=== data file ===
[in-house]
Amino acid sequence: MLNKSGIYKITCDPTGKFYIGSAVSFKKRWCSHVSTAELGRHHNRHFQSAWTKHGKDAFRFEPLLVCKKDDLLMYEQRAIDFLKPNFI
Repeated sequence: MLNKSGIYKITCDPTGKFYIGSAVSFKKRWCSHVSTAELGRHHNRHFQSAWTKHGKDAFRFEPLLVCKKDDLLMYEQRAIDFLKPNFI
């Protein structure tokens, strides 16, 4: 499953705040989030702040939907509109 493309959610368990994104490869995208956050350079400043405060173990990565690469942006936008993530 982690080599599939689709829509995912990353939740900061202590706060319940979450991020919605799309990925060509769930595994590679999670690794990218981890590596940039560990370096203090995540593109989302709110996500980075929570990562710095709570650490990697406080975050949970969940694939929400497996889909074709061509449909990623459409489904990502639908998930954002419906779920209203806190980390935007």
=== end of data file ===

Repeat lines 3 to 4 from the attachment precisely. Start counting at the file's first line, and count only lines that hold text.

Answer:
Repeated sequence: MLNKSGIYKITCDPTGKFYIGSAVSFKKRWCSHVSTAELGRHHNRHFQSAWTKHGKDAFRFEPLLVCKKDDLLMYEQRAIDFLKPNFI
């Protein structure tokens, strides 16, 4: 499953705040989030702040939907509109 493309959610368990994104490869995208956050350079400043405060173990990565690469942006936008993530 982690080599599939689709829509995912990353939740900061202590706060319940979450991020919605799309990925060509769930595994590679999670690794990218981890590596940039560990370096203090995540593109989302709110996500980075929570990562710095709570650490990697406080975050949970969940694939929400497996889909074709061509449909990623459409489904990502639908998930954002419906779920209203806190980390935007």